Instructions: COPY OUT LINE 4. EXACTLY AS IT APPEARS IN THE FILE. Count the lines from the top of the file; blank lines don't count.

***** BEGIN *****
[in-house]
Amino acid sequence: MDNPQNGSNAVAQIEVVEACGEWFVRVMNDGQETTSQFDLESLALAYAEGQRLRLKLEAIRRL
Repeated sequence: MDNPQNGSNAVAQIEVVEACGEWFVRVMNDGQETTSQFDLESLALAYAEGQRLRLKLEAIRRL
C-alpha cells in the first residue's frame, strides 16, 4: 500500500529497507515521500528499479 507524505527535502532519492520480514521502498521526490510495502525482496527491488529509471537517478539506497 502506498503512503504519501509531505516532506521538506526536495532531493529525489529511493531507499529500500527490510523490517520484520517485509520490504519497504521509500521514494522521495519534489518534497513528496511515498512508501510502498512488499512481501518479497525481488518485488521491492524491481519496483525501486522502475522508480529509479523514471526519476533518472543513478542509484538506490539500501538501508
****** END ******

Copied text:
C-alpha cells in the first residue's frame, strides 16, 4: 500500500529497507515521500528499479 507524505527535502532519492520480514521502498521526490510495502525482496527491488529509471537517478539506497 502506498503512503504519501509531505516532506521538506526536495532531493529525489529511493531507499529500500527490510523490517520484520517485509520490504519497504521509500521514494522521495519534489518534497513528496511515498512508501510502498512488499512481501518479497525481488518485488521491492524491481519496483525501486522502475522508480529509479523514471526519476533518472543513478542509484538506490539500501538501508